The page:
I don’t know if I’ll get another win, and on some days, I don’t care.  My day-to-day remains the same: How can I write as much as possible and make it as good as possible?  That’s the end of the story.  That’s what I need to do.  Praise or vitriol, that’s my job.

But this win?

I needed it.  I needed a win and I got it.  Thank God.

Of course, here’s the link:


Share the news!  It even got selected to be in the March 1, 2014 edition of Kirkus Reviews with a big ol’ blurb at the top.  Which happens with less than 10% of submissions.  A win.  A solid win.  I needed it.  Again, thank God.

I Don’t Mean to Shock You

Suicide has been my friend, and yeah, he’s not a very nice friend. He’s been the friend that whispers to me, that offers me a way out, an end to the pain that boring, everyday life can bring.

Well, if I put it that way, suicide hasn’t been a friend at all, but all the same, I’ve lived long periods of time with the enemy inside my head, chattering at me.

Since he’s been such a constant companion, well, I come across insensitive when I talk about death and suicide. I can shock and offend people so easily, and over the years, I’ve tried to keep my flippant comments about suicide to myself.

I had a friend (a real one, not in my head) who killed himself in college. When I found out, I said, “Well, at least he’s found a way to quit smoking. Permanently.”

My dad’s a cop. Dark humor goes with the territory and it must be genetic.

I didn’t mean to come across callous, but I understood what had killed my friend, and when faced with death, I usually laugh inappropriately. Again, I’ve had to do some pretty heavy self-editing at times.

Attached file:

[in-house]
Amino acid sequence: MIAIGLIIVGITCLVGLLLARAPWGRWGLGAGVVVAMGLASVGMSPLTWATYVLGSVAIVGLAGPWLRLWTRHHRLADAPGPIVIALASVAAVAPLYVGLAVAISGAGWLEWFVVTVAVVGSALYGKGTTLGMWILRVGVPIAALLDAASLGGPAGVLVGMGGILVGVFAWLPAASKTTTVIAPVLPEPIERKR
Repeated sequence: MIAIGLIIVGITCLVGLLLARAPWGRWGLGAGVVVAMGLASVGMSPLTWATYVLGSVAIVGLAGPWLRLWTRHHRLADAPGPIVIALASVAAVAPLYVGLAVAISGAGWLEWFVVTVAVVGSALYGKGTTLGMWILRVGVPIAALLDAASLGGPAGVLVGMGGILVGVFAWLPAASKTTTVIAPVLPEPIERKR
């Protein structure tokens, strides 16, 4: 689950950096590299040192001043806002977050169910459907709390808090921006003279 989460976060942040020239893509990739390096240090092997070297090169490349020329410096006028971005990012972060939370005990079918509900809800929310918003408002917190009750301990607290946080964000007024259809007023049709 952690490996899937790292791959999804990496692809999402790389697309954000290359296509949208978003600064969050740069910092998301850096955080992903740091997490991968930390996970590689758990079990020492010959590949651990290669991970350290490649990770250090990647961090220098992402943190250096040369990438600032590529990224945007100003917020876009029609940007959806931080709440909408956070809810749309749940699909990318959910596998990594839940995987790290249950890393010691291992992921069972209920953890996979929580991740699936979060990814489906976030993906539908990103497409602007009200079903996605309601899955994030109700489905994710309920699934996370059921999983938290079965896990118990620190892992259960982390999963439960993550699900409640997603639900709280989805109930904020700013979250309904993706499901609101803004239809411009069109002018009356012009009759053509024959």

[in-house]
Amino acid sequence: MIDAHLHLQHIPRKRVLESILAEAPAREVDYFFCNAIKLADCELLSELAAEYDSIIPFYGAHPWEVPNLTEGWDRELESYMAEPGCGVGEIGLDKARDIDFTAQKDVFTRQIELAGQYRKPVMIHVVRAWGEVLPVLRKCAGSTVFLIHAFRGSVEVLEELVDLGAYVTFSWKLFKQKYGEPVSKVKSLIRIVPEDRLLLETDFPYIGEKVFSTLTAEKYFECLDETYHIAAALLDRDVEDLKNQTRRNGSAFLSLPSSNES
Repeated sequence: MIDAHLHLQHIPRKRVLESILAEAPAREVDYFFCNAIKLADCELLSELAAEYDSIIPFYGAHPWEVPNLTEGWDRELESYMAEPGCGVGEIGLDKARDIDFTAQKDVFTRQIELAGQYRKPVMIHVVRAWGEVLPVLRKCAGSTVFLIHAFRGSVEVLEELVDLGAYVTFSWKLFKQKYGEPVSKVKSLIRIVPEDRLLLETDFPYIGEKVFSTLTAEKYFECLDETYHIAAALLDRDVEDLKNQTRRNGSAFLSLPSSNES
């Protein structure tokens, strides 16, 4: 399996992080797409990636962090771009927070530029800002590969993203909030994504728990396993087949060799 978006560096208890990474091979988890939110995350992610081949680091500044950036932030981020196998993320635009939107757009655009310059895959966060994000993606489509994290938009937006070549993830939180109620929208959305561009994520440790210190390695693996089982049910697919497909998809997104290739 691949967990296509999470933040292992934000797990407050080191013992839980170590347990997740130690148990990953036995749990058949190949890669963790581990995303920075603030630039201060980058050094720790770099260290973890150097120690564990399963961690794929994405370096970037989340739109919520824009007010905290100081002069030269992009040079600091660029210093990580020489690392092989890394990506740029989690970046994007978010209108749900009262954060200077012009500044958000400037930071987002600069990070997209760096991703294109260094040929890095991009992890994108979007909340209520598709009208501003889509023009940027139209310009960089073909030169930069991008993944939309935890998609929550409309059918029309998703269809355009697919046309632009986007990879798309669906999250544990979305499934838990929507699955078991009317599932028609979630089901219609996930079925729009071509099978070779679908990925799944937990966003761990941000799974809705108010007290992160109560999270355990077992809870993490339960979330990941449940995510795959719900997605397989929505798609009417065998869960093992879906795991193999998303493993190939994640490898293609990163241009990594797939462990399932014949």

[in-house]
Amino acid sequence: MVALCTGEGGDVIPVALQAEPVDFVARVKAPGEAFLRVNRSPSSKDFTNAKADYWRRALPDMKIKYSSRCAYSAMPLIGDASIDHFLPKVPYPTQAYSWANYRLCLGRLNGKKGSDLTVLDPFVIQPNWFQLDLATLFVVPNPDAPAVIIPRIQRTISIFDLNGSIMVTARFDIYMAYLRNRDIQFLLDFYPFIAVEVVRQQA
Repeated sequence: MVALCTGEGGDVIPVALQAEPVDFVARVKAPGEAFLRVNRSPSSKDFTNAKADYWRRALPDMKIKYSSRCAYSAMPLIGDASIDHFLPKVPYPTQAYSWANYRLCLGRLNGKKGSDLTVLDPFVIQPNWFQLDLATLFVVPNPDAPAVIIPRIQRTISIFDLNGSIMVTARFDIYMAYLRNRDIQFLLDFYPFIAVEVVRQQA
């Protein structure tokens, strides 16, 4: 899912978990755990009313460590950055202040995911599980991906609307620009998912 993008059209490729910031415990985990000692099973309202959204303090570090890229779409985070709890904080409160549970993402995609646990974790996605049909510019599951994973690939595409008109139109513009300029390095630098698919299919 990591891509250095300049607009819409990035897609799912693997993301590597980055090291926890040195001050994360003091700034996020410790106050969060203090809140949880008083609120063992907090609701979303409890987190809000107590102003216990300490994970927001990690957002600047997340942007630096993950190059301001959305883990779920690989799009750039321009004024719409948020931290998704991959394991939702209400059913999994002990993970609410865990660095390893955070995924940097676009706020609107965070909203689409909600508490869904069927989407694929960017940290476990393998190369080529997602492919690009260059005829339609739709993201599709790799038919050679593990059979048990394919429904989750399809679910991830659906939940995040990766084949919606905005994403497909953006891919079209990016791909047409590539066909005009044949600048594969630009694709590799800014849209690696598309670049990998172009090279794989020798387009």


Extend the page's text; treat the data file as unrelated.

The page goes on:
The problem is, people have had close friends, relatives, sons, daughters, mothers, fathers kill themselves, and the living are left to deal with it. And that’s a hard thing, made harder if the survivors never had suicidal thoughts. When I get all flippant about suicide, I hurt people who’ve experience such loss.

One of the things I tried to add to my novel, LONG LIVE THE SUICIDE KING, is that suicide, even talking about suicide, has consequences. No one can be suicidal in a vacuum. When someone kills themselves, it affects everyone around them, and in a way, it kills the ones closest to them. It’s a form of murder.

Heavy stuff. Life is hard. Death might seem like a solution, however, I don’t believe it is. Don’t ask me for specifics, but I think we have lessons to learn, and if we don’t learn them here, if we checkout, permanently, we go somewhere else to learn them.

I don’t think suicide is a way out. In the end, I think it’s a monumental waste of time and, again, it murders those around us.

It’s my job to be heroic, to find the other side of my pain, to reach out for help. And it’s my job to talk about my dark thoughts with at least one other person on this earth: a close-mouthed friend, a pastor, a therapist, my mom. As humans, we heal through our mouths. The words we say can shed light into the darkest parts of our psyche.

And there is hope and good stuff about life, in all of our lives. Chocolate. Seriously, there is chocolate in this world. You know what I love? I love those cheap, crappy chocolate donettes–not a real donut, but a donette–you find in gas stations and convenience stores. Hmm, crappy chocolate donettes and the waxy milk you can buy to wash them down. Convenience store milk isn’t exactly sour, but it really wants to be sour, you just know it.

I could swing that into analogy, about me wanting to be sour, but somehow, something inside of me, like a FDA-approved preservative, fights the sour, and so I wash down the chocolatey goodness, standing outside the Conoco, with the morning sun on my face.

Life is sweet.